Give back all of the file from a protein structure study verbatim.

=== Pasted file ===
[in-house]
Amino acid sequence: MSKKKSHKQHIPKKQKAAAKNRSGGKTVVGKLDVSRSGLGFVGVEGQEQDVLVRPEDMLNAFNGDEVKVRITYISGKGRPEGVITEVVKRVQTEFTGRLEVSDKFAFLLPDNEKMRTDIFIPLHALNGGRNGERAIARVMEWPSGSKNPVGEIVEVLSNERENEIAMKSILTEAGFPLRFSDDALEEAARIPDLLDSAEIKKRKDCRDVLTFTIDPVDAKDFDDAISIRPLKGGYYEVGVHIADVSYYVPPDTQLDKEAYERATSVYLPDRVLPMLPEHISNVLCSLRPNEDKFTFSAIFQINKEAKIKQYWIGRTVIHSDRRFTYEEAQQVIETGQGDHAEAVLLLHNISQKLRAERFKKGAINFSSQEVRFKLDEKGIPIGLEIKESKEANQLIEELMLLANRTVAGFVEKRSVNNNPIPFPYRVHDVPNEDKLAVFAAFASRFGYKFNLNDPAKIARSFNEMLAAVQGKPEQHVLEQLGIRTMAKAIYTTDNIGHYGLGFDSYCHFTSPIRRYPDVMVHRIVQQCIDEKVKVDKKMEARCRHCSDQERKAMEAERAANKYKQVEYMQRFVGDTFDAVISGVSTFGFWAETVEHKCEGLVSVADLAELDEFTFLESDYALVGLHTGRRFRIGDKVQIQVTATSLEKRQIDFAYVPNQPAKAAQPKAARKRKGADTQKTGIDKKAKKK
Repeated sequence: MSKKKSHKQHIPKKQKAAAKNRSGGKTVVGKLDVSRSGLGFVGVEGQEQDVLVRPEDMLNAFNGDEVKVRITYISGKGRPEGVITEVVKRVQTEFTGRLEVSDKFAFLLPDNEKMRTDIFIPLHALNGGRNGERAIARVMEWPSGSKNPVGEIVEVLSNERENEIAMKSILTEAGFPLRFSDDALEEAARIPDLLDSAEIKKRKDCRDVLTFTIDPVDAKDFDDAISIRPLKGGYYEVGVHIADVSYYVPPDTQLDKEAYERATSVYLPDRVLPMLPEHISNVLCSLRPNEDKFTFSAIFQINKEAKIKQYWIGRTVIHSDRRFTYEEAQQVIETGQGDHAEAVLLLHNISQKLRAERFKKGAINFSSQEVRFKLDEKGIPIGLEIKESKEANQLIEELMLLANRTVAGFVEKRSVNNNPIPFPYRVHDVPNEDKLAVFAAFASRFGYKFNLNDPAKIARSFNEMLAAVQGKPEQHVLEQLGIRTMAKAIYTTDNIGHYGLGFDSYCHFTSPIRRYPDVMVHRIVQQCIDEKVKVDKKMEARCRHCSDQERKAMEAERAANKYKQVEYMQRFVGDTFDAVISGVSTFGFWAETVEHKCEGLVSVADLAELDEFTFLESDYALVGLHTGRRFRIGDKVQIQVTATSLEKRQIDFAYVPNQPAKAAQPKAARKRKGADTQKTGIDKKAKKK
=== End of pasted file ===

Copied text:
[in-house]
Amino acid sequence: MSKKKSHKQHIPKKQKAAAKNRSGGKTVVGKLDVSRSGLGFVGVEGQEQDVLVRPEDMLNAFNGDEVKVRITYISGKGRPEGVITEVVKRVQTEFTGRLEVSDKFAFLLPDNEKMRTDIFIPLHALNGGRNGERAIARVMEWPSGSKNPVGEIVEVLSNERENEIAMKSILTEAGFPLRFSDDALEEAARIPDLLDSAEIKKRKDCRDVLTFTIDPVDAKDFDDAISIRPLKGGYYEVGVHIADVSYYVPPDTQLDKEAYERATSVYLPDRVLPMLPEHISNVLCSLRPNEDKFTFSAIFQINKEAKIKQYWIGRTVIHSDRRFTYEEAQQVIETGQGDHAEAVLLLHNISQKLRAERFKKGAINFSSQEVRFKLDEKGIPIGLEIKESKEANQLIEELMLLANRTVAGFVEKRSVNNNPIPFPYRVHDVPNEDKLAVFAAFASRFGYKFNLNDPAKIARSFNEMLAAVQGKPEQHVLEQLGIRTMAKAIYTTDNIGHYGLGFDSYCHFTSPIRRYPDVMVHRIVQQCIDEKVKVDKKMEARCRHCSDQERKAMEAERAANKYKQVEYMQRFVGDTFDAVISGVSTFGFWAETVEHKCEGLVSVADLAELDEFTFLESDYALVGLHTGRRFRIGDKVQIQVTATSLEKRQIDFAYVPNQPAKAAQPKAARKRKGADTQKTGIDKKAKKK
Repeated sequence: MSKKKSHKQHIPKKQKAAAKNRSGGKTVVGKLDVSRSGLGFVGVEGQEQDVLVRPEDMLNAFNGDEVKVRITYISGKGRPEGVITEVVKRVQTEFTGRLEVSDKFAFLLPDNEKMRTDIFIPLHALNGGRNGERAIARVMEWPSGSKNPVGEIVEVLSNERENEIAMKSILTEAGFPLRFSDDALEEAARIPDLLDSAEIKKRKDCRDVLTFTIDPVDAKDFDDAISIRPLKGGYYEVGVHIADVSYYVPPDTQLDKEAYERATSVYLPDRVLPMLPEHISNVLCSLRPNEDKFTFSAIFQINKEAKIKQYWIGRTVIHSDRRFTYEEAQQVIETGQGDHAEAVLLLHNISQKLRAERFKKGAINFSSQEVRFKLDEKGIPIGLEIKESKEANQLIEELMLLANRTVAGFVEKRSVNNNPIPFPYRVHDVPNEDKLAVFAAFASRFGYKFNLNDPAKIARSFNEMLAAVQGKPEQHVLEQLGIRTMAKAIYTTDNIGHYGLGFDSYCHFTSPIRRYPDVMVHRIVQQCIDEKVKVDKKMEARCRHCSDQERKAMEAERAANKYKQVEYMQRFVGDTFDAVISGVSTFGFWAETVEHKCEGLVSVADLAELDEFTFLESDYALVGLHTGRRFRIGDKVQIQVTATSLEKRQIDFAYVPNQPAKAAQPKAARKRKGADTQKTGIDKKAKKK